Perhaps because the Pope, like millions of Christians, do not believe that homosexuals and women who have had abortions are not sinners.
There is nothing in the Bible condemning either group. If it is believed otherwise, please give a Bible text that specifically lists either as sinners.

1 Like

The thoughtful essay by Karl Wilcox rightly identifies two kinds of false prophets that appear to be very different, but in fact are rather similar. In the lingo of psychos (mental health professionals) you would identify both as narcissists - they are limited to their own little world of “I” and boost their ego by admiration or the wonderful assurance of being right and knowing it all.

What strikes me is that these kind of images come to mind when we reflect on prophets. Could it be that narcissism is one of the greater afflictions of our church and its leaders? If so - how is narcissism best treated (@elmer_cupino, @GeorgeTichy)? And more in the traditional Adventist vein: How can we learn to differentiate?

Incidentally I dimly remember some research on clergy that clearly identified narcissism as more typical for protestant clergy (i.e. Catholic and Orthodox priests had different “typical” afflictions). Thus the discussion of the pope is something that in my view would better fit some other place, rather than this very self-reflective piece.

1 Like

The Presentation:

A pervasive pattern of grandiosity (in fantasy or behavior), need for admiration, and lack of empathy, beginning by early adulthood and present in a variety of contexts, as indicated by the following:

  1. Has a grandiose sense of self-importance (e.g., exaggerates achievements and talents, expects to be recognized as superior without commensurate achievements).
  2. Is preoccupied with fantasies of unlimited success, power, brilliance, beauty, or ideal love.
  3. Believes that he or she is “special” and unique and can only be understood by, or should associate with, other special or high-status people (or institutions).
  4. Requires excessive admiration.
  5. Has a sense of entitlement (i.e., unreasonable expectations of especially favorable treatment or automatic compliance with his or her expectations).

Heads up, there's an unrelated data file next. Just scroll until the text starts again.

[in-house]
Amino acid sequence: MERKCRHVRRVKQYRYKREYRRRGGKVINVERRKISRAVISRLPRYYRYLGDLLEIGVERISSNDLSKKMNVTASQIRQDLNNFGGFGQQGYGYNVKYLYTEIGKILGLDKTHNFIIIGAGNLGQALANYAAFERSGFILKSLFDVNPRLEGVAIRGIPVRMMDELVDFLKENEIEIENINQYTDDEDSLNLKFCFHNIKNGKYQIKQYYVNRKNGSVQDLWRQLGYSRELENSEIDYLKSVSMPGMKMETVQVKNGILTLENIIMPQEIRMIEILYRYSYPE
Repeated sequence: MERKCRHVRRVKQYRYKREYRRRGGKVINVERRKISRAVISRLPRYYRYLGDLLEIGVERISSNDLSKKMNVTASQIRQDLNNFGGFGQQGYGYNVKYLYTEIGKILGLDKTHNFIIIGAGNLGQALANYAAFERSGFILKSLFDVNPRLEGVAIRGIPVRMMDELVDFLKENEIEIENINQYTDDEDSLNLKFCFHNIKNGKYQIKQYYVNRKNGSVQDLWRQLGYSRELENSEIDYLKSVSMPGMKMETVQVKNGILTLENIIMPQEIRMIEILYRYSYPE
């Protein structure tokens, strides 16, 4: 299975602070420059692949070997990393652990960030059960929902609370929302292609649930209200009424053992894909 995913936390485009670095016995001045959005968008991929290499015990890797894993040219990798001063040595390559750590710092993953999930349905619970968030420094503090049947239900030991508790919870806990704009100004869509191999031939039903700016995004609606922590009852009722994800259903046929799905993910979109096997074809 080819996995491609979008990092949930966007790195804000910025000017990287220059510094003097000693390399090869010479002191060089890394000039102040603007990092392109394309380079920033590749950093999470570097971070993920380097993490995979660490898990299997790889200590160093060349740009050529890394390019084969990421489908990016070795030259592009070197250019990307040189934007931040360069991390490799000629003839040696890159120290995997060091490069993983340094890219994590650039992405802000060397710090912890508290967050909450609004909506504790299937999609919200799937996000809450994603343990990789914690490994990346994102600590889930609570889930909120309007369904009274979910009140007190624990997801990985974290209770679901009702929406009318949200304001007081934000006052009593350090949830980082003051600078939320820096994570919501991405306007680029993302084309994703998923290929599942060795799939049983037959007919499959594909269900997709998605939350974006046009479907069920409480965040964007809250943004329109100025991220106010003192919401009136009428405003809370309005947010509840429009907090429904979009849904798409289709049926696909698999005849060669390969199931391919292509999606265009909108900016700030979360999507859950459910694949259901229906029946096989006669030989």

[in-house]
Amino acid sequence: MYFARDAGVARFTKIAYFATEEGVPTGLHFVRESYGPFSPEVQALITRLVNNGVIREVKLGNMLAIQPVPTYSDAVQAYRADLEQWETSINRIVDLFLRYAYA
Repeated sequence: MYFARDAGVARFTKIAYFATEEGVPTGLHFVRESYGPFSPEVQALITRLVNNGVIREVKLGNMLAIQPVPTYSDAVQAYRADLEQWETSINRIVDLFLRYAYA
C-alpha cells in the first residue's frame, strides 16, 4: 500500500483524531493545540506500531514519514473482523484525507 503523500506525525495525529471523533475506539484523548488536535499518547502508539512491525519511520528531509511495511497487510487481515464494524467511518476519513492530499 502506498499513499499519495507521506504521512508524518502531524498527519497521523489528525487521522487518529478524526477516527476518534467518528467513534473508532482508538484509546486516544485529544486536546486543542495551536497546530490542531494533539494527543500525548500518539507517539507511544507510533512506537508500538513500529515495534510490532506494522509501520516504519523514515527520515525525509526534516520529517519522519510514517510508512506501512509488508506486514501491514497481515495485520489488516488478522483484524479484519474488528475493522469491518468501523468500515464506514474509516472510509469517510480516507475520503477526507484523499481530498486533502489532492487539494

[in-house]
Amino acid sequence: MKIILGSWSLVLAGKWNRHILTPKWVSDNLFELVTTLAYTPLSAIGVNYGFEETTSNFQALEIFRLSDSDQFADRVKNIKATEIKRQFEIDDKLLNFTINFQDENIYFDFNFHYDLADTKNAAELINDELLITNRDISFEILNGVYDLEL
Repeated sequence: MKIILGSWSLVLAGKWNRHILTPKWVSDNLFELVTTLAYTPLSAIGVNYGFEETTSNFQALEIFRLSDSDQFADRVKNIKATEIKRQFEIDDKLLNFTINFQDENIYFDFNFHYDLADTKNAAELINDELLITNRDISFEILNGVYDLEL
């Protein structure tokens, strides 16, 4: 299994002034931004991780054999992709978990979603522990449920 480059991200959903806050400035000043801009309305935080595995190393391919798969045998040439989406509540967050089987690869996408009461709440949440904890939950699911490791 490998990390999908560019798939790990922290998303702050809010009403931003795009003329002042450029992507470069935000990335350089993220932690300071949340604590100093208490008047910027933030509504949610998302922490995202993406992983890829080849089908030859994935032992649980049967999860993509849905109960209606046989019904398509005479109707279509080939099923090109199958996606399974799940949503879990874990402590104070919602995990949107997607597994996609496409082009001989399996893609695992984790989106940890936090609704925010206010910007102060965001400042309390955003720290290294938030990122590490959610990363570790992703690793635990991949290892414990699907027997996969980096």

6. Is interpersonally exploitative (i.e., takes advantage of others to achieve his or her own ends).
  7. Lacks empathy: is unwilling to recognize or identify with the feelings and needs of others.
  8. Is often envious of others or believes that others are envious of him or her.
  9. Shows arrogant, haughty behaviors or attitudes.

The Pathology:

Failure to develop a cohesive sense of self through unempathic and inconsistent early childhood interactions. For instance poor, inadequate, impoverished or excessive and overblown parental mirroring.

The Consequence:

Narcissistic traits is the root of being unable to empathize and care for others. Extreme examples are Adolph Hitler, Joseph Stalin and Joseph Mengele

A touch of narcissism is necessary to maintain the concept of “The Remnant Church” theory. Could narcissism be part of the SDA DNA?

The Treatment:

Assist the individual through psychotherapy to develop and incorporate missing self objects functions into his internal psychic structure. This is done best by engaging them in activities that foster empathy. The biggest problem with these individuals is their difficulty in merging their feelings with empathy, so they go through the motions without the necessary emotions needed and/or required. IOW, they become robots.

The following link is a synopsis of what narcissism is. Think SDA in place of Facebook and you get the drift.


1 Like

Case by case.

Did Jesus never condemn anyone?
Does your post condemn condemners?
The SS lesson has for scripture study…28 verses of Jer 2 of which 2 verses were referred to in the article.
Did anyone get condemned in that chapter?
I would think that most SDA would not even read Jer 2 in preparation for Sabbath school today…even if they took time to attend.

Also, it is very unlikely that much of Jer 2 will be read in class today by the majority of SDA Sabbath school teachers or the audience.